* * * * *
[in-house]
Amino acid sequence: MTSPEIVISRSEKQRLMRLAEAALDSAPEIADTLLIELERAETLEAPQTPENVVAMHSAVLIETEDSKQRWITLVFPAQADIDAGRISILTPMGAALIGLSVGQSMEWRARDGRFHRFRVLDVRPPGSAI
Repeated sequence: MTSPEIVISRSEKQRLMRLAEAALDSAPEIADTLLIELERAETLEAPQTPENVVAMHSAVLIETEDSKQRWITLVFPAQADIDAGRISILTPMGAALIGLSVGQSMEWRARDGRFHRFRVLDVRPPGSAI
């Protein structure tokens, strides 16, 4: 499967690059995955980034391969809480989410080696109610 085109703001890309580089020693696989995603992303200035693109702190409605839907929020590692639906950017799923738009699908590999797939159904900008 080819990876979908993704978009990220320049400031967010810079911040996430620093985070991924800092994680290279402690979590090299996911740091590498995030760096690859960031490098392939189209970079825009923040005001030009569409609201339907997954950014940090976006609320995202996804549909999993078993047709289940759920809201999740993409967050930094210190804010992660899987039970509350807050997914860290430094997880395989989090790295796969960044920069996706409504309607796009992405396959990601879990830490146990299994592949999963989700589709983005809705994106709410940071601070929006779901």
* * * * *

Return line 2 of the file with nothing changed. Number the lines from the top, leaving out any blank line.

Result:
Amino acid sequence: MTSPEIVISRSEKQRLMRLAEAALDSAPEIADTLLIELERAETLEAPQTPENVVAMHSAVLIETEDSKQRWITLVFPAQADIDAGRISILTPMGAALIGLSVGQSMEWRARDGRFHRFRVLDVRPPGSAI